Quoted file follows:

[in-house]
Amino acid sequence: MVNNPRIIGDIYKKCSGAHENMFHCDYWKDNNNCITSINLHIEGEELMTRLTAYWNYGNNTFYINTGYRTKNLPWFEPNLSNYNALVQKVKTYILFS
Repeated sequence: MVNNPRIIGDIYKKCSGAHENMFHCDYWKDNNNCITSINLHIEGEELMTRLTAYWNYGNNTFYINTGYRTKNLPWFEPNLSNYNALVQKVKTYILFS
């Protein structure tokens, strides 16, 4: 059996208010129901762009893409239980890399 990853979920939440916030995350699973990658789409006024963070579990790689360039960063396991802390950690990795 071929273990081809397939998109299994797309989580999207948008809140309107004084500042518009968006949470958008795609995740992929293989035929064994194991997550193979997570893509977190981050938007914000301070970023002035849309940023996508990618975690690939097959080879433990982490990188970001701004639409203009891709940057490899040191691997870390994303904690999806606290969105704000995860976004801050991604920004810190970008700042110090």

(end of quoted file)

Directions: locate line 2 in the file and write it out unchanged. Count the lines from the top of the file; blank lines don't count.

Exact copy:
Amino acid sequence: MVNNPRIIGDIYKKCSGAHENMFHCDYWKDNNNCITSINLHIEGEELMTRLTAYWNYGNNTFYINTGYRTKNLPWFEPNLSNYNALVQKVKTYILFS